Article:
Saying the American classroom system is a 19th-century relic that leaves too many students behind, the Bush Foundation has launched an initiative to help schools use new teaching strategies, technology and a support network to tailor education to individual learners.

The St. Paul-based foundation will devote most of the $7 million-plus it spends annually on education to the “School Design for Individualized Learning” initiative. The aim is to help schools develop learning strategies that could transform how kids experience school, how teachers teach and even how classrooms look.

“Today is about opening our minds to the possibility that the best education model for kids today may look really different from what we experienced,” said Bush Foundation President Jennifer Ford Reedy.

The foundation, which has been laying groundwork for the initiative for nearly a year, formally unveiled its new strategy Wednesday at a conference in Minneapolis attended by hundreds of teachers and education advocates.

Instead of the Industrial Revolution-era, mass production model, Reedy said that schools of the future should shift to mass customization where students’ learning styles, cultural backgrounds and career aspirations are all taken into account.

Sound impossible? Businesses are already doing mass customization, Reedy said, pointing out that Starbucks serves 87,000 drink variations.

International education expert Sir Ken Robinson, the keynote speaker, said learning is an inherently individual human process. But for the past three decades, he said, countries around the world have stripped that out of schools.

“From the moment they are born, kids love to learn. They are learning organisms. The problems tend to arise when they go to school,” he said.

Robinson pointed out that schools have standardized curriculum and standardized tests, now a $16 billion annual industry pitting individual schools, states and countries against each other for the best scores.

“It hasn’t made any difference whatsoever,” said Robinson, pointing out America’s international education rankings haven’t improved and that a yawning achievement gap remains between white students and students of color.

“Nothing will be fixed by doubling down on the system,” he said.

Instead, he said, schools must personalize education and expand definitions of success to include creativity, innovation, collaboration and communication — all skills that businesses seek.

‘About what works best’

To propel the initiative from talk to action, Bush Foundation leaders say they will focus on three areas: adopting techniques and technologies to help students learn at their own pace and manner, creating schools that support students from all cultures and backgrounds, and helping students plan for careers.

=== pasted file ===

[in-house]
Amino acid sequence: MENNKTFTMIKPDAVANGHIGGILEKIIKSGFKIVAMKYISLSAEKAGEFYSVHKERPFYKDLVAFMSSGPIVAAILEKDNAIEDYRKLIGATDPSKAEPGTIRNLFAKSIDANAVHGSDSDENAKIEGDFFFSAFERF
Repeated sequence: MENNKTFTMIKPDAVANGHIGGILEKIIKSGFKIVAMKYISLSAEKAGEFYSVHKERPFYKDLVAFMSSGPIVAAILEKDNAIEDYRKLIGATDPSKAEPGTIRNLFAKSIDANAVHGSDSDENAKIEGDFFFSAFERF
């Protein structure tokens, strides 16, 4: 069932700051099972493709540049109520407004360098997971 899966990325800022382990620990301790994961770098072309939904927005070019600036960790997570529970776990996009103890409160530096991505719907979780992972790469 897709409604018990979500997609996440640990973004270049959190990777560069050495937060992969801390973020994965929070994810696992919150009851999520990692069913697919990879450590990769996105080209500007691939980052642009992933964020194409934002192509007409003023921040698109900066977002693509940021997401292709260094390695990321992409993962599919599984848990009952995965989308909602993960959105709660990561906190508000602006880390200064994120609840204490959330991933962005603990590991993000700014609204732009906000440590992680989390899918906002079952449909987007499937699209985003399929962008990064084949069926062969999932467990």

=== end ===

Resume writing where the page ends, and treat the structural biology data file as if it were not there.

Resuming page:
The foundation has convened a group of nine public, private and charter schools that have already invested in individual learning. And it’s working with 2Revolutions, a national education design lab, to help a second group of schools create individual learning strategies and start to implement them.

Stakeholders from the schools meet regularly to exchange ideas, successes and failures. They include representatives from Avalon Charter School in St. Paul and the Farmington Public Schools.

In Farmington, nearly all students are supplied iPads. The technology helps teachers make the classes more interactive and students explore new ways to research topics and present reports.

Farmington Superintendent Jay Haugen said that while everyone has different strengths and interests, most kids grow up never having seriously explored them.

“Now students are creating their own pathways and being in charge of their own learning and do projects that make sense to them,” he said. “It’s very natural, but it’s so different from what schools have been asked to do for the past 100 years.”

Gretchen Sage-Martinson, an adviser and program coordinator at Avalon, said her school’s 228 high school and middle school students create their own learning projects, working with teachers from at least two disciplines to ensure the projects meet state graduation standards. For example, a student researched the Great Depression and then wrote a children’s book about it.

“It’s all about what works best for them,” she said.

Avalon offers more conventional classes in math and science, but looks for new and better ways to teach them. She said it doesn’t look or sound like a conventional school.

“There is a healthy hubbub. It’s not quiet. Kids are not sitting in rows,” she said.

Reedy acknowledges that changing the current system, which works for some, feels “pretty risky and even scary.” One visit to an individualized learning school made her brain hurt, she said, because so much looked wrong.

“But the students were engaged,” she said “I could really imagine my kids very happy there. I could imagine so many types of kids could be happy there.”